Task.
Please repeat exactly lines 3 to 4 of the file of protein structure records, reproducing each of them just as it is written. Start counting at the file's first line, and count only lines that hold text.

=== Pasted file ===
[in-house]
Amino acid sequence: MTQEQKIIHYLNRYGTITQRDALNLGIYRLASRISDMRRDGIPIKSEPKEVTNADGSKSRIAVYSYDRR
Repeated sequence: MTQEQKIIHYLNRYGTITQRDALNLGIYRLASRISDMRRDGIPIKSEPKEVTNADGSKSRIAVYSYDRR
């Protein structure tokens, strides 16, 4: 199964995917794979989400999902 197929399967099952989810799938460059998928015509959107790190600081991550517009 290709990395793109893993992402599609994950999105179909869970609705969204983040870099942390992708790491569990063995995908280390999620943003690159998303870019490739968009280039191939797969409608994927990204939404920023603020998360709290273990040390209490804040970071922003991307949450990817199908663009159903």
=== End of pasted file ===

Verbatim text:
Repeated sequence: MTQEQKIIHYLNRYGTITQRDALNLGIYRLASRISDMRRDGIPIKSEPKEVTNADGSKSRIAVYSYDRR
């Protein structure tokens, strides 16, 4: 199964995917794979989400999902 197929399967099952989810799938460059998928015509959107790190600081991550517009 290709990395793109893993992402599609994950999105179909869970609705969204983040870099942390992708790491569990063995995908280390999620943003690159998303870019490739968009280039191939797969409608994927990204939404920023603020998360709290273990040390209490804040970071922003991307949450990817199908663009159903």